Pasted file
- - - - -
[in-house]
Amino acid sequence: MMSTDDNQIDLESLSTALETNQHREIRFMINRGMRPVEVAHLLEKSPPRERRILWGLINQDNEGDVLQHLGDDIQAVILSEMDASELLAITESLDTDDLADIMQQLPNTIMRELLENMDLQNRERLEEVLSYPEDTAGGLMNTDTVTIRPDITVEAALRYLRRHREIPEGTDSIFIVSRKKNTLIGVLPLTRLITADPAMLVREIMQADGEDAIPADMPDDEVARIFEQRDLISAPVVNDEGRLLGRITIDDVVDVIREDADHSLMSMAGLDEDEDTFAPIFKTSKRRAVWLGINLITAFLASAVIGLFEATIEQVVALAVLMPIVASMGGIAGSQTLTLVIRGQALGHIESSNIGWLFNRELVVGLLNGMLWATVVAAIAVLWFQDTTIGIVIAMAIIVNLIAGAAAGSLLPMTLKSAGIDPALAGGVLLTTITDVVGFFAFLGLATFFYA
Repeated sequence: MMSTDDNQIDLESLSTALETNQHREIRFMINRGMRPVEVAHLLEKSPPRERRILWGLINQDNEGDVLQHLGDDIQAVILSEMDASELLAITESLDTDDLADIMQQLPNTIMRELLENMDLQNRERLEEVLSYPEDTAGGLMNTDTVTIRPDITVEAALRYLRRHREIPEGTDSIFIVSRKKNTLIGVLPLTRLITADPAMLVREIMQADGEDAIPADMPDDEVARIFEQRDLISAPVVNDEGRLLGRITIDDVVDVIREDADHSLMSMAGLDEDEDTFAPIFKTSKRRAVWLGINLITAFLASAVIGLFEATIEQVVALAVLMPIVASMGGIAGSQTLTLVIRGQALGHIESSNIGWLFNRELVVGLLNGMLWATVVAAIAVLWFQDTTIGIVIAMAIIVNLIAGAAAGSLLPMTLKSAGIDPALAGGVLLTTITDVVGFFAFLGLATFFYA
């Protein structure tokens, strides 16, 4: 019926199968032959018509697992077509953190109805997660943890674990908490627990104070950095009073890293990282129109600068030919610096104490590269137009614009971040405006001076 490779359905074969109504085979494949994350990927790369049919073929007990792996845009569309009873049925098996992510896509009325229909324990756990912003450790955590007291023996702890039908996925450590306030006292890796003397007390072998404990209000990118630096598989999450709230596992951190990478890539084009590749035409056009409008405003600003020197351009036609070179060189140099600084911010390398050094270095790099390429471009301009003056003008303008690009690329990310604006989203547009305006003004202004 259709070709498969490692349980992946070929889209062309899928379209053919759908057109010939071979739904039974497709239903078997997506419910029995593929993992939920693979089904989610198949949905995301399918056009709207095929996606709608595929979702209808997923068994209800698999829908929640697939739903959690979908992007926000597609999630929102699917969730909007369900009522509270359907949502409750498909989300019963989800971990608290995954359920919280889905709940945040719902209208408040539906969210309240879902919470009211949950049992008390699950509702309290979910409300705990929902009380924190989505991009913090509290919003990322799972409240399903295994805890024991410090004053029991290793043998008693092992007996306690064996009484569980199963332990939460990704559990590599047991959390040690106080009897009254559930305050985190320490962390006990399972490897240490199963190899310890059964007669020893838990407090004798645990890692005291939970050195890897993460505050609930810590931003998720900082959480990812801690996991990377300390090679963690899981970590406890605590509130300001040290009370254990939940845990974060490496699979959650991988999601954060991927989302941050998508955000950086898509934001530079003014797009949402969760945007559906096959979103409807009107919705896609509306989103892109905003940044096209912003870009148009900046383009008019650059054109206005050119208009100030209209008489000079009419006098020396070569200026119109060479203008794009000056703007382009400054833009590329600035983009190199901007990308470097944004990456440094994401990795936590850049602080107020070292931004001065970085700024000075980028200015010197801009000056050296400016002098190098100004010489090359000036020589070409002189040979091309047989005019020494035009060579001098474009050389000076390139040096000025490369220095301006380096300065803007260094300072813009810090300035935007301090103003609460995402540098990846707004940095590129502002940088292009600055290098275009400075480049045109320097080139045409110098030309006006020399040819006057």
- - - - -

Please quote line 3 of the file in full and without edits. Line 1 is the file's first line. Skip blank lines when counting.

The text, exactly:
Repeated sequence: MMSTDDNQIDLESLSTALETNQHREIRFMINRGMRPVEVAHLLEKSPPRERRILWGLINQDNEGDVLQHLGDDIQAVILSEMDASELLAITESLDTDDLADIMQQLPNTIMRELLENMDLQNRERLEEVLSYPEDTAGGLMNTDTVTIRPDITVEAALRYLRRHREIPEGTDSIFIVSRKKNTLIGVLPLTRLITADPAMLVREIMQADGEDAIPADMPDDEVARIFEQRDLISAPVVNDEGRLLGRITIDDVVDVIREDADHSLMSMAGLDEDEDTFAPIFKTSKRRAVWLGINLITAFLASAVIGLFEATIEQVVALAVLMPIVASMGGIAGSQTLTLVIRGQALGHIESSNIGWLFNRELVVGLLNGMLWATVVAAIAVLWFQDTTIGIVIAMAIIVNLIAGAAAGSLLPMTLKSAGIDPALAGGVLLTTITDVVGFFAFLGLATFFYA